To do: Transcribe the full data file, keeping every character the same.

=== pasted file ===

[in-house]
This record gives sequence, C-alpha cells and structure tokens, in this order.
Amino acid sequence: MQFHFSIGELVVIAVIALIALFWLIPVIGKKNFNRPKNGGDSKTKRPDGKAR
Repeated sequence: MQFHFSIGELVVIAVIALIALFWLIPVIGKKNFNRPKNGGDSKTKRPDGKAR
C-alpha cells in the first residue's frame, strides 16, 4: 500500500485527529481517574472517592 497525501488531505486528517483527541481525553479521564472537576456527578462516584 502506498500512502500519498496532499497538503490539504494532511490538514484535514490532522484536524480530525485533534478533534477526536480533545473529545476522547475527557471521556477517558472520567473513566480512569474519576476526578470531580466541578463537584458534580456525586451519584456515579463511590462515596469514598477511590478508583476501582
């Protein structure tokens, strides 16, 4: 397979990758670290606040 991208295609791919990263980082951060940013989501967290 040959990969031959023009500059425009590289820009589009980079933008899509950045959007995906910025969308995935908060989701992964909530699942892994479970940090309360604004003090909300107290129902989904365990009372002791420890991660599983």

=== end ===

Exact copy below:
[in-house]
This record gives sequence, C-alpha cells and structure tokens, in this order.
Amino acid sequence: MQFHFSIGELVVIAVIALIALFWLIPVIGKKNFNRPKNGGDSKTKRPDGKAR
Repeated sequence: MQFHFSIGELVVIAVIALIALFWLIPVIGKKNFNRPKNGGDSKTKRPDGKAR
C-alpha cells in the first residue's frame, strides 16, 4: 500500500485527529481517574472517592 497525501488531505486528517483527541481525553479521564472537576456527578462516584 502506498500512502500519498496532499497538503490539504494532511490538514484535514490532522484536524480530525485533534478533534477526536480533545473529545476522547475527557471521556477517558472520567473513566480512569474519576476526578470531580466541578463537584458534580456525586451519584456515579463511590462515596469514598477511590478508583476501582
């Protein structure tokens, strides 16, 4: 397979990758670290606040 991208295609791919990263980082951060940013989501967290 040959990969031959023009500059425009590289820009589009980079933008899509950045959007995906910025969308995935908060989701992964909530699942892994479970940090309360604004003090909300107290129902989904365990009372002791420890991660599983």